Skip to content
My WebMD Sign In, Sign Up

Children's Vaccines Health Center

Font Size

Flu Shot or Nasal Spray?

For decades we only had one type of flu vaccine, but these days we have a choice: the traditional flu shot or the newer nasal spray flu vaccine, FluMist. Either vaccine will help protect against the flu virus, but some people are better suited for the flu shot, while others will do better with the nasal spray. They offer about the same level of protection against the flu.

What’s the Difference Between the Flu Vaccines?

Both flu vaccines protect against various strains of the flu. The most significant differences are in how the vaccines are given and who is eligible to get them.

The Flu Shot

This vaccine is given by injection, usually into the upper arm. The flu shot is made from dead influenza virus and cannot give you the flu.  

Side effects: Usually very minor. The most frequent side effect of the flu shot is soreness in the arm; less common symptoms are mild fever and achiness. They may last one to two days.

The flu shot can be used in:

  • Adults and children from age 6 months and up

The flu shot should not be used in:

  • Anyone who developed Guillain-Barré syndrome within six weeks of getting a flu vaccine previously
  • Children less than 6 months old
  • People who have a serious illness with or without fever should delay getting the flu shot until their symptoms lessen.

It's long been advised that people with allergies to eggs should not get the flu shot. However, the American College of Allergy, Asthma and Immunology says the vaccine contains such a low amount of egg protein that it's unlikely to cause an allergic reaction in those with an egg allergy. If you have a severe egg allergy (anaphylaxis), talk to your doctor before getting the flu vaccine. Also, flu vaccines that do not contain eggs are available.  

High-dose flu shots are also available for the elderly as a way to better protect them from influenza. Some people also have the option of intradermal shots. This type of injection uses a smaller needle and only penetrates the top layer of the skin instead of down into the muscle. It's available for those between the ages of 18 and 64.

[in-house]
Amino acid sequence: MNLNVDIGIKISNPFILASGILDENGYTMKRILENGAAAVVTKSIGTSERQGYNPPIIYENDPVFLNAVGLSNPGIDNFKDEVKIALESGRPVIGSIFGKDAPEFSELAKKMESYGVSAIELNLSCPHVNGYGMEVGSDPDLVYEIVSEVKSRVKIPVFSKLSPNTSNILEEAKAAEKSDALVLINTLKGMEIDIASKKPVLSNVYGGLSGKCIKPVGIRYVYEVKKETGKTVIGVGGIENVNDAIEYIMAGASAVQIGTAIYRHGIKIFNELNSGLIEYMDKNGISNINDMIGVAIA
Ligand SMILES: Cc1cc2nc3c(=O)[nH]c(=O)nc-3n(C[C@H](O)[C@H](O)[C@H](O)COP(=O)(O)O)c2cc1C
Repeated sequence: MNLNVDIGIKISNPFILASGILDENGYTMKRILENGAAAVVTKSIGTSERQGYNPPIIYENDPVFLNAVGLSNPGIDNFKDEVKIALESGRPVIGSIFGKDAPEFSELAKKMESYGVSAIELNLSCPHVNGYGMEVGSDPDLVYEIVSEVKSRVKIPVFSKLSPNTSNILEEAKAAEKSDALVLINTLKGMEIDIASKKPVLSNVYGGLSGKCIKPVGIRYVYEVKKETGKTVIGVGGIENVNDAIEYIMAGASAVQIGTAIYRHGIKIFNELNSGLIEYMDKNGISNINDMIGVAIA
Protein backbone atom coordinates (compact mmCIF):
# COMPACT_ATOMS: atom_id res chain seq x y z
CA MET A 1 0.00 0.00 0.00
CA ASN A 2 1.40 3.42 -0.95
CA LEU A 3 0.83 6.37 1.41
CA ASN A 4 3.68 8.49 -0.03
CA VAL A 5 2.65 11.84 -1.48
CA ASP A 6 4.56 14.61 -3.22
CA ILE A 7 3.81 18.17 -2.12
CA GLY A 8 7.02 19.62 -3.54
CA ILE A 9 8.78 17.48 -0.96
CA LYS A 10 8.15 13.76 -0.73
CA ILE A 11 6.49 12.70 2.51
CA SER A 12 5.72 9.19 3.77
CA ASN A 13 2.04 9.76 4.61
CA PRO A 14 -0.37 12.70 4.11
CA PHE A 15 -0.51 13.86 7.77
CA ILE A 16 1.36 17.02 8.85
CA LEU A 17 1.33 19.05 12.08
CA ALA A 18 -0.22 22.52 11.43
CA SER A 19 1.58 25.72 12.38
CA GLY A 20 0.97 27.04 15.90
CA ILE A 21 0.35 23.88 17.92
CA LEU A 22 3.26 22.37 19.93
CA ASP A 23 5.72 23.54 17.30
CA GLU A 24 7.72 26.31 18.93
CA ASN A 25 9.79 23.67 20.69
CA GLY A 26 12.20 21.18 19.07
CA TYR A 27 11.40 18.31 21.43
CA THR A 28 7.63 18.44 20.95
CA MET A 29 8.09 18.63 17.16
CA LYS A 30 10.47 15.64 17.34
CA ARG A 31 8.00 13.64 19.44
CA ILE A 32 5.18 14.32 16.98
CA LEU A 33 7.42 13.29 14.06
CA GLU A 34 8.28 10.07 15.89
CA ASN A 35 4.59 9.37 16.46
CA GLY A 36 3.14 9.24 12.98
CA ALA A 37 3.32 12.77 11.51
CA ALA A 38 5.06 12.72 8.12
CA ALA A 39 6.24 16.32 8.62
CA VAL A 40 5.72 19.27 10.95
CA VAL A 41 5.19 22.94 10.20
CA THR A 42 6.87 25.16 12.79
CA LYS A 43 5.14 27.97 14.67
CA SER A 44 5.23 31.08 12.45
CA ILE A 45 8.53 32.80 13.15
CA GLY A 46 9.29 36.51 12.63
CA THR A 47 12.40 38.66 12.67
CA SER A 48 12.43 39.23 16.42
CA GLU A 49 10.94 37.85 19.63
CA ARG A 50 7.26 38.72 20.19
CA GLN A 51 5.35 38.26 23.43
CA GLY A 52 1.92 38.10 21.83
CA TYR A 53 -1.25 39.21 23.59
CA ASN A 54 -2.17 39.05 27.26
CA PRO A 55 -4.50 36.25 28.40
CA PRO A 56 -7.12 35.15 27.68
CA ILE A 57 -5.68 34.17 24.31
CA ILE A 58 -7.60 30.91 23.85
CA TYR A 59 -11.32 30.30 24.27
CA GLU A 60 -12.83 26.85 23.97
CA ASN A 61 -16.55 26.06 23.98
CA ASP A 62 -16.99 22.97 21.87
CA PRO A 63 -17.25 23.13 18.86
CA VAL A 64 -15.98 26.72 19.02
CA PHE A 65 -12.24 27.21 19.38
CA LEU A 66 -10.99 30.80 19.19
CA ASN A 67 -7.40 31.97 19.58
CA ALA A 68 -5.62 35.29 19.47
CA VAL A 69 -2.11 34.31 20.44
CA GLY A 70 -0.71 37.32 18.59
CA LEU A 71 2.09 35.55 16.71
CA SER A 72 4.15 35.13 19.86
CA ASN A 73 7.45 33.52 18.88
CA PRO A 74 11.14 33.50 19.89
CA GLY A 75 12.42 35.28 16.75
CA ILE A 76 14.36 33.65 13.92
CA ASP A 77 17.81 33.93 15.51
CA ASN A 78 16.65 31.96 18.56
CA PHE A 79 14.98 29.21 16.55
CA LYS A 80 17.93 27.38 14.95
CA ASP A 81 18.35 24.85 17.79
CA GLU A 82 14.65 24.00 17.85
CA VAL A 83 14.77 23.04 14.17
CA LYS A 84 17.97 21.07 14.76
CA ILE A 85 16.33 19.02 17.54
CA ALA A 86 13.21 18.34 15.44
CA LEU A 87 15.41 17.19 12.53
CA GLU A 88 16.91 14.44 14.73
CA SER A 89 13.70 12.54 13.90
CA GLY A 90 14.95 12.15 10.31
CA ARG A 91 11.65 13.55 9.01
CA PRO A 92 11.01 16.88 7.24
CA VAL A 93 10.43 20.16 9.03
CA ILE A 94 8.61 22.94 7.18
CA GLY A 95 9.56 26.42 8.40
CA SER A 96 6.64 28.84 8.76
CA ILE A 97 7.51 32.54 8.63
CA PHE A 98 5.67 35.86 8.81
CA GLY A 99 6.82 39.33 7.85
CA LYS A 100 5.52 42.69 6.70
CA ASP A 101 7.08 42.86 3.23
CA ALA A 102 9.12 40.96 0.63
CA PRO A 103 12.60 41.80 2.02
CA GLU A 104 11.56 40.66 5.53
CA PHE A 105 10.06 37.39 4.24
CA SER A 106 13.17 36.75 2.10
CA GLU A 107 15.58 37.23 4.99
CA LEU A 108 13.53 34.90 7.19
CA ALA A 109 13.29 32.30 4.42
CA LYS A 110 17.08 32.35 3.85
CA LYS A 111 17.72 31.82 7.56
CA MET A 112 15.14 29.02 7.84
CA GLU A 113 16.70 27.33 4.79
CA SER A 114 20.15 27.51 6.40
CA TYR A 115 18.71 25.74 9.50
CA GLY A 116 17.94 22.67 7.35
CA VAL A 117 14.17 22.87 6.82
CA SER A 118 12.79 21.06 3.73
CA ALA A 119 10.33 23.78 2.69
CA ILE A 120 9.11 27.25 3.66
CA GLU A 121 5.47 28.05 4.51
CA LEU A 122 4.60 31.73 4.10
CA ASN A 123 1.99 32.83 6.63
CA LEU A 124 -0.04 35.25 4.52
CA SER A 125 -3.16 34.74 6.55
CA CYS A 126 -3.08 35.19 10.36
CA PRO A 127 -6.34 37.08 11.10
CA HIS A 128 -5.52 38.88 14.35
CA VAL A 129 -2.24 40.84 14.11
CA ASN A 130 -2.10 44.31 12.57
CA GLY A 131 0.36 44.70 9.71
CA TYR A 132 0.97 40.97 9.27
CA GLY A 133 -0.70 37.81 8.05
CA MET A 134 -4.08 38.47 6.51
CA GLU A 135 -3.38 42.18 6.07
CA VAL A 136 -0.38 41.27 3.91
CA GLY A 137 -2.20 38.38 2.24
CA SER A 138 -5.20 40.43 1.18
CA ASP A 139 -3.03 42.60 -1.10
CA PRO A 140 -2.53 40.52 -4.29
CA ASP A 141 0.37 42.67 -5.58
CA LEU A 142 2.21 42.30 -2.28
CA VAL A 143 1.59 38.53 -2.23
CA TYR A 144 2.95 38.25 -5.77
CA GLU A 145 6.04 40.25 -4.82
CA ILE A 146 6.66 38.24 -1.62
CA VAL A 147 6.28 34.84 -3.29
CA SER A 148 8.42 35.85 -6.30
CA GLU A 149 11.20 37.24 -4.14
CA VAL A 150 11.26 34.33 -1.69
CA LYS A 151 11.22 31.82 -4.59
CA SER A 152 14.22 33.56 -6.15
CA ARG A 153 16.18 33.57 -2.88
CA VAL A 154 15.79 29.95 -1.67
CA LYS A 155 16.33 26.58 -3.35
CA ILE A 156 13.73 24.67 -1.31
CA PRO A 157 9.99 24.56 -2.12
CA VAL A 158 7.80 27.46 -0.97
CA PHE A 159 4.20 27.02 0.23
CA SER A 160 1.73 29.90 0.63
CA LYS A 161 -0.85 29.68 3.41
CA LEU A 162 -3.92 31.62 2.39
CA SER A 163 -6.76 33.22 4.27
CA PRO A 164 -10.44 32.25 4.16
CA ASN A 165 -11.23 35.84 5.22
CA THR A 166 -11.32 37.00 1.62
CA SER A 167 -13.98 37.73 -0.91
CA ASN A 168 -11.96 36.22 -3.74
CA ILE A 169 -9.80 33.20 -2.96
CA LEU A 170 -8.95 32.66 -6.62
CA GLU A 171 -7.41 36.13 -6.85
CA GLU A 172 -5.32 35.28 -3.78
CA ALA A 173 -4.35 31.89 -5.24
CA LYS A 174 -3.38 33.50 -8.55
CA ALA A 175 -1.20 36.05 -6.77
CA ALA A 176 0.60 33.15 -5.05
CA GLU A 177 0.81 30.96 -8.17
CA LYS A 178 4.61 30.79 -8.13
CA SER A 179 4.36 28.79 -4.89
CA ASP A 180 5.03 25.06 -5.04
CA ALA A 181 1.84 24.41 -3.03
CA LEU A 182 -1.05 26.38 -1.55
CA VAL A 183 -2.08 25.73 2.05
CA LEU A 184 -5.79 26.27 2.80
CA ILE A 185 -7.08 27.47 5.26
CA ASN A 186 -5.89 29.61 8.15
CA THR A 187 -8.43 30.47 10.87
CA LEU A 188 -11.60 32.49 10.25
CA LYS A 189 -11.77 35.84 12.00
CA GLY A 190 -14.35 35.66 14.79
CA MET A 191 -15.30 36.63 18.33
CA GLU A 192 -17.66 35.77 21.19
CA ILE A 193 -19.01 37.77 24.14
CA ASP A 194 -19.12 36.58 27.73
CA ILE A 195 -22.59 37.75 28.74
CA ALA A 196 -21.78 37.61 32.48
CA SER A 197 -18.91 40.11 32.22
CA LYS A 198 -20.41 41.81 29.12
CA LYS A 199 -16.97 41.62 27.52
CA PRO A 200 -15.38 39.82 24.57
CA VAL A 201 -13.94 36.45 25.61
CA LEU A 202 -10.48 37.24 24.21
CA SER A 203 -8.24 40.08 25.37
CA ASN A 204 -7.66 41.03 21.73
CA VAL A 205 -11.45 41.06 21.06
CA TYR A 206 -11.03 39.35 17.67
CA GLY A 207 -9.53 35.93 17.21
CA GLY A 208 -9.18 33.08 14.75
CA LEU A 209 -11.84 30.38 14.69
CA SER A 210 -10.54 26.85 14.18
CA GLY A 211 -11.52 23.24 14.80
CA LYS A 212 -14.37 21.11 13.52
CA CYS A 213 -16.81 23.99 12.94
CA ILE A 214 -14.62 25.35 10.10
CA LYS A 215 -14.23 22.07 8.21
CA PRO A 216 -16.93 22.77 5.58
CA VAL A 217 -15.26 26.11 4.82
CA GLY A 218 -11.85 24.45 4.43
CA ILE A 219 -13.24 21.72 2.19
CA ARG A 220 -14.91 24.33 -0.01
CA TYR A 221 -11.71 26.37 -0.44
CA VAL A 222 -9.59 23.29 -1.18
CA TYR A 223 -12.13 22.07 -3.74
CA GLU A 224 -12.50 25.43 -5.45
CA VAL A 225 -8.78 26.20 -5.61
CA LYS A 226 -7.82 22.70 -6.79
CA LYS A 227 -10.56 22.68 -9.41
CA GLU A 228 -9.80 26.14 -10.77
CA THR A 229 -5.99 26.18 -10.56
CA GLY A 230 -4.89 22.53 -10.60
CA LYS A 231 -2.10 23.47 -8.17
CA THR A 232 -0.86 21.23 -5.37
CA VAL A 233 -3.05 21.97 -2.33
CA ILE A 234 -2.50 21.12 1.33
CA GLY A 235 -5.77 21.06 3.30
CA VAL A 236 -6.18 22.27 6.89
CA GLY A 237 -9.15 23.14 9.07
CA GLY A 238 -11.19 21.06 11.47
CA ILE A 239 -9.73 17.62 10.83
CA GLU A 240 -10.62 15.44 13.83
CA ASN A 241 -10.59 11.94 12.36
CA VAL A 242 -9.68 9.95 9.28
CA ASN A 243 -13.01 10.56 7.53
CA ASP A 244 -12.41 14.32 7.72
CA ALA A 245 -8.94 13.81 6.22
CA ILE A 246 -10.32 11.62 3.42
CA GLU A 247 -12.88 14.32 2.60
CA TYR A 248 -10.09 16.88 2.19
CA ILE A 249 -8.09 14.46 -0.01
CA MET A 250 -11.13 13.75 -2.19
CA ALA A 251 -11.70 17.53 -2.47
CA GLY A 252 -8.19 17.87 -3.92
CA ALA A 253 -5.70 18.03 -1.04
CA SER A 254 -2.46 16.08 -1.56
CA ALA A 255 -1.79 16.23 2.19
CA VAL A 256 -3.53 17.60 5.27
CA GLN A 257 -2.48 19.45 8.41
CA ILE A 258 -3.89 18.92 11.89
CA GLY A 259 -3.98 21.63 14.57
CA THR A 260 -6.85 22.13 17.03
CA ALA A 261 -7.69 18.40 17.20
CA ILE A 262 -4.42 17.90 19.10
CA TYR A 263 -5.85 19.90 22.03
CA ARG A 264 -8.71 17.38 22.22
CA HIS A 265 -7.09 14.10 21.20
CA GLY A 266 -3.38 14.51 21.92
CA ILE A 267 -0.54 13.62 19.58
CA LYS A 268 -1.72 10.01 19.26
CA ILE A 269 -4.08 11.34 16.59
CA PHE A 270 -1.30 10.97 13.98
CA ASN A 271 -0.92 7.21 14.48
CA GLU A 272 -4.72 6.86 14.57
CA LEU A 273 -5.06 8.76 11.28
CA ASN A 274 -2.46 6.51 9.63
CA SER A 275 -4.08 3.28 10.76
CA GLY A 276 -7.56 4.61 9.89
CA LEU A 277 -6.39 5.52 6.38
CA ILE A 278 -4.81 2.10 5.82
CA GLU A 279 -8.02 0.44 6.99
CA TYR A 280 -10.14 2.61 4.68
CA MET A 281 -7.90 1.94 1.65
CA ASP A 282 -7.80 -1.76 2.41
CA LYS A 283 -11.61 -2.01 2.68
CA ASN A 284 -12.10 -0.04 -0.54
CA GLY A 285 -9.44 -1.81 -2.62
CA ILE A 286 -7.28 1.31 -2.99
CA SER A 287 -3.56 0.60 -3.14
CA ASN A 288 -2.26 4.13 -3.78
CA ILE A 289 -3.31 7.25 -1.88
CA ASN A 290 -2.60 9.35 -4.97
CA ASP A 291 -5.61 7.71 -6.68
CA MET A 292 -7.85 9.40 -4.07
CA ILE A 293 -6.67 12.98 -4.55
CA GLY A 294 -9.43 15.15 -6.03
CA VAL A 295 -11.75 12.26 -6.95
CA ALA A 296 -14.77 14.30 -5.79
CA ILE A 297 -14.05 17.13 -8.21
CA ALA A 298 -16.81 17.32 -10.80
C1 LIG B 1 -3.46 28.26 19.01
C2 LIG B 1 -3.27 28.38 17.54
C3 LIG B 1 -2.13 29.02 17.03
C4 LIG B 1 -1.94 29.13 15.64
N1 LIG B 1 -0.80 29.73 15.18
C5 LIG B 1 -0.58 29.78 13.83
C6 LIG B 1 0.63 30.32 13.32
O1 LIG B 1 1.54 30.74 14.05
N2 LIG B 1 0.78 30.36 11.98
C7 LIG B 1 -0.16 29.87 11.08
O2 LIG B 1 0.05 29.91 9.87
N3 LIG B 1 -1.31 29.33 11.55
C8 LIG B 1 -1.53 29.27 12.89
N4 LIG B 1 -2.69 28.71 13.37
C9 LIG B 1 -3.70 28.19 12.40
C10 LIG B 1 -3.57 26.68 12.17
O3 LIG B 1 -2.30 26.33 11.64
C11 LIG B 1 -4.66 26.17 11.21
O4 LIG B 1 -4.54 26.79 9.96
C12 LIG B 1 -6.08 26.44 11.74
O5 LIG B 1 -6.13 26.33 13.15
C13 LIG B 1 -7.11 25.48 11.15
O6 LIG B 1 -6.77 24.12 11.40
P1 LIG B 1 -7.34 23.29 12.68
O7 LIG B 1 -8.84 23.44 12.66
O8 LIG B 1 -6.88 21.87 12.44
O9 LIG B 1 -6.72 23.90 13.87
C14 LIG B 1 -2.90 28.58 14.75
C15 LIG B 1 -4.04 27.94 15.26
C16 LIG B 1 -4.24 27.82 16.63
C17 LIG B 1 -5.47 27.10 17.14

Pros: The flu shot is available for babies 6 months of age or older and is considered safe for a larger age group than the nasal vaccine.

Cons: The flu shot requires injection with a needle, which makes it a tough sell for many children.

The Nasal Flu Vaccine (FluMist)

This flu vaccine is sprayed into the nose. While it is a live vaccine, the virus has been weakened so that it cannot cause the flu, though you may experience flu-like symptoms. 

Side effects: Usually minor, although they can be more severe than the side effects of the flu shot. In adults, side effects include runny nose, headache, sore throat, and cough; in children, side effects also include wheezing, vomiting, fever, and muscle aches.

WebMD Medical Reference

Today on WebMD

Baby getting vaccinated
Vaccines and Autism
syringes and graph illustration
What Shots Does Your Child Need?
 
baby getting a vaccine
Vaccine Guide for Parents
nurse holding syringe in front of girl
HPV Vaccine
 

What To Know About The HPV Vaccine
Article
24 Kid Illnesses Parents Should Know
Slideshow
 
Nausea and Vomiting Remedies Slideshow
Article
Managing Immunization Schedules For Kids
Video
 

Doctor administering vaccine to toddler
Video
gloved hand holding syringe
Article
 
infant receiving injection
Tool
pills
Quiz
 

WebMD Special Sections